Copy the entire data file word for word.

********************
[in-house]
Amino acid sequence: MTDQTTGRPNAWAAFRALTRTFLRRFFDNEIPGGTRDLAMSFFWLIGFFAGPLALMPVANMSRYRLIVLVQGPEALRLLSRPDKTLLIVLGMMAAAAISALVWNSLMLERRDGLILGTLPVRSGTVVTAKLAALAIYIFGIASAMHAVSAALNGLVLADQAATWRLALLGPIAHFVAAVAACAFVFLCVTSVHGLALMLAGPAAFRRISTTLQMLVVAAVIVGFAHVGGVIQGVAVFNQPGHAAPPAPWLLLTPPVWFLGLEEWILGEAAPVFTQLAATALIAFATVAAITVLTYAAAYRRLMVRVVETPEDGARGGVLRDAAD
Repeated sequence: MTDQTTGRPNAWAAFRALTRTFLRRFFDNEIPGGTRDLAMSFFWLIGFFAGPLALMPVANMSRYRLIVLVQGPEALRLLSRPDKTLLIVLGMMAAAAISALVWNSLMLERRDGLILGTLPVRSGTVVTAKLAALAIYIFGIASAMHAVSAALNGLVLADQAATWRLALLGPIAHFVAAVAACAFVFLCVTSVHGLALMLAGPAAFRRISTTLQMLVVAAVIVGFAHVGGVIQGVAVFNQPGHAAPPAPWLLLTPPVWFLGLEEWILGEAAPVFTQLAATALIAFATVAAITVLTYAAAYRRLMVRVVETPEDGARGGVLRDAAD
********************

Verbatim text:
[in-house]
Amino acid sequence: MTDQTTGRPNAWAAFRALTRTFLRRFFDNEIPGGTRDLAMSFFWLIGFFAGPLALMPVANMSRYRLIVLVQGPEALRLLSRPDKTLLIVLGMMAAAAISALVWNSLMLERRDGLILGTLPVRSGTVVTAKLAALAIYIFGIASAMHAVSAALNGLVLADQAATWRLALLGPIAHFVAAVAACAFVFLCVTSVHGLALMLAGPAAFRRISTTLQMLVVAAVIVGFAHVGGVIQGVAVFNQPGHAAPPAPWLLLTPPVWFLGLEEWILGEAAPVFTQLAATALIAFATVAAITVLTYAAAYRRLMVRVVETPEDGARGGVLRDAAD
Repeated sequence: MTDQTTGRPNAWAAFRALTRTFLRRFFDNEIPGGTRDLAMSFFWLIGFFAGPLALMPVANMSRYRLIVLVQGPEALRLLSRPDKTLLIVLGMMAAAAISALVWNSLMLERRDGLILGTLPVRSGTVVTAKLAALAIYIFGIASAMHAVSAALNGLVLADQAATWRLALLGPIAHFVAAVAACAFVFLCVTSVHGLALMLAGPAAFRRISTTLQMLVVAAVIVGFAHVGGVIQGVAVFNQPGHAAPPAPWLLLTPPVWFLGLEEWILGEAAPVFTQLAATALIAFATVAAITVLTYAAAYRRLMVRVVETPEDGARGGVLRDAAD